Eric Micheal Bovim’s AROUND THE SUN is centered on Mark White, the incredibly successful founder of a Washington D.C.-based public relations firm, White & Partners. As the book opens, Mark is on a plane, caught in an unwelcome conversation with his seatmate as his restless mind roams the cabin, thoughts spilling over themselves. It’s quickly apparent that Mark is damaged and incredibly unhappy, self-medicating and running himself ragged as his business takes him around the world solving other people’s problems. The cause of Mark’s depression is clear: His wife, beautiful, talented artist Monica, was killed in a hit-and-run accident, leaving him bereft with their young son Colin to care for.
Bovim takes his time following Mark around his life, which is equal parts luxury (fancy hotels, millions of dollars stockpiled in equity at his firm) and bone-rattling anxiety and exhaustion. The details feel lived-in, and Mark’s own amazement at his continued success adds a nice touch of humanity to what could have been a less interesting corporate superman, as well as underscoring just how out-of-control he is. He neglects his son in favor of endless lunches and phone calls and international flights, he pops too many pills, and drinks too much as he contemplates the company he no longer wants (and only started, despite his wife’s healthy inheritance, in order to give his son everything) and the writing dream he gave up.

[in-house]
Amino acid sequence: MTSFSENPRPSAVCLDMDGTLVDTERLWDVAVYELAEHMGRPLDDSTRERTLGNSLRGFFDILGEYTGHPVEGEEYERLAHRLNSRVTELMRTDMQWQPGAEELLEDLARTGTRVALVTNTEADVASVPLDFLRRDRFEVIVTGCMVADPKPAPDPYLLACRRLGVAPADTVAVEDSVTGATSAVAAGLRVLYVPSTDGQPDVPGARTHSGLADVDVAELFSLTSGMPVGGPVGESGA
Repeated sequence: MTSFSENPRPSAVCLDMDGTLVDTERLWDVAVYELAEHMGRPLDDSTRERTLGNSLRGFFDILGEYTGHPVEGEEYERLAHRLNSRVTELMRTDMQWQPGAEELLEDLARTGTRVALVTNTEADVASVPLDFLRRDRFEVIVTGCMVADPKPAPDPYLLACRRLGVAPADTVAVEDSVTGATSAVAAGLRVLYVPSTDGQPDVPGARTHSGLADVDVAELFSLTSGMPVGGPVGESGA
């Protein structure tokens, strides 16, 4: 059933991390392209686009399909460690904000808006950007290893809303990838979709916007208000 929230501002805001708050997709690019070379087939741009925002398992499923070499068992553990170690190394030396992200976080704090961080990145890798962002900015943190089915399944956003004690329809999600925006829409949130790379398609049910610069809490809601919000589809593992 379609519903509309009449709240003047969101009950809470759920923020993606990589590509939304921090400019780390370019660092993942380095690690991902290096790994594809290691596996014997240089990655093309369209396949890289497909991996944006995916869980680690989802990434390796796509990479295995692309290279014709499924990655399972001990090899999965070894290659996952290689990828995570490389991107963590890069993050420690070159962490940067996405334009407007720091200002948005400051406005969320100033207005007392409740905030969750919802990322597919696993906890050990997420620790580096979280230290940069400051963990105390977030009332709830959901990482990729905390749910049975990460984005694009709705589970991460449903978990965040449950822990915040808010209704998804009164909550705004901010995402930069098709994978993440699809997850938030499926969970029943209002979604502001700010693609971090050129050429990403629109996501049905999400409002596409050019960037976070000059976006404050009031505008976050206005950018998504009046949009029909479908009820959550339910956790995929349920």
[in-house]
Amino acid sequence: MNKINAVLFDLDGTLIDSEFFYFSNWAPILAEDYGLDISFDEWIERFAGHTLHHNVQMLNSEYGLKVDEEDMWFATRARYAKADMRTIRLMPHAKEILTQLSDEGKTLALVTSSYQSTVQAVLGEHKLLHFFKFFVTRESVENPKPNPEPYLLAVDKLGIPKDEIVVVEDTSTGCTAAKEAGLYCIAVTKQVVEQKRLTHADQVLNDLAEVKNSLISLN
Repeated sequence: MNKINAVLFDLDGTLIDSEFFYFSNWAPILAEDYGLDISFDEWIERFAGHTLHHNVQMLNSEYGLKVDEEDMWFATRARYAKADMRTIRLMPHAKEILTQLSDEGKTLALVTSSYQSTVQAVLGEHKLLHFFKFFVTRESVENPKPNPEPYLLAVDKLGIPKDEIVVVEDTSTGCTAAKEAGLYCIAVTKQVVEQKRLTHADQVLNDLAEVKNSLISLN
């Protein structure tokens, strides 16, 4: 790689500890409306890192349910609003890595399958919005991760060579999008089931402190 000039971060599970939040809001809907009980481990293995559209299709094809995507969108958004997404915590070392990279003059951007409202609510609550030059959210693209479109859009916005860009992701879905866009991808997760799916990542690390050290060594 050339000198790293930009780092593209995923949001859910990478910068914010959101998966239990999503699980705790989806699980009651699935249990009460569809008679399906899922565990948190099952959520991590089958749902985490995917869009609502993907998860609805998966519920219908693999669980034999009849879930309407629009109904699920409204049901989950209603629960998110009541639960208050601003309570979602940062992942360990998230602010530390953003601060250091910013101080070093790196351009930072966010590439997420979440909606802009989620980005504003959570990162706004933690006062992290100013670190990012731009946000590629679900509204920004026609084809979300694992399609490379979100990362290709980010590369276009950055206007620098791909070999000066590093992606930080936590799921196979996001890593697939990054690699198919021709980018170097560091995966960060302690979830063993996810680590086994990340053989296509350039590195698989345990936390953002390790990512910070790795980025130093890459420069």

Bovim spends a little too much time lounging in Mark’s slow-motion breakdown, however; it’s close to the halfway mark before the breakdown the reader has been anticipating and the PR nightmare it causes hits, and even further into the book before Mark has his Moment of Clarity and begins to dig himself out of the hole. On the one hand, this allows Bovim to paint some fine touches on the character and his world. On the other, a certain repetitiveness sets in as Mark races about, depressed but in denial. Still, there is effective writing here that communicates just how confusing and impossible depression is; Mark is a man so intent on keeping up the facade he doesn’t realize how little he’s actually hiding.
The major flaw of the book is the resolution, which comes far too easily. After building everything to a crisis that threatens everything Mark has, from his sizable (though not as sizable as we might expect) net worth to his relationship with his son, Bovim spends the last third of the novel giving Mark some easy outs that allow him to sail off into a new, more peaceful phase of life with almost absurd ease. That his son, Colin, is never really developed as a character (aside from being obviously traumatized both by his mother’s vanishing and Mark’s inability to deal with it) and yet is the emotional focus for Mark’s character is a lesser problem that still undermines what Bovim is trying to do.
AROUND THE SUN is filled with nicely-observed scenes, and the ease with which a wealthy, educated man can fail upwards is rendered with skill. Mark White is an observant character capable of some wonderful moments of description and self-aware self-loathing that give the story some emotional heft, but the too-easy resolution removes much of the potential emotional impact of the set-up.
AROUND THE SUN is a somber exploration of grief and personal growth that takes a bit too long to get to the crisis point and then pulls its punches at the end.
~Jeff Somers for IndieReader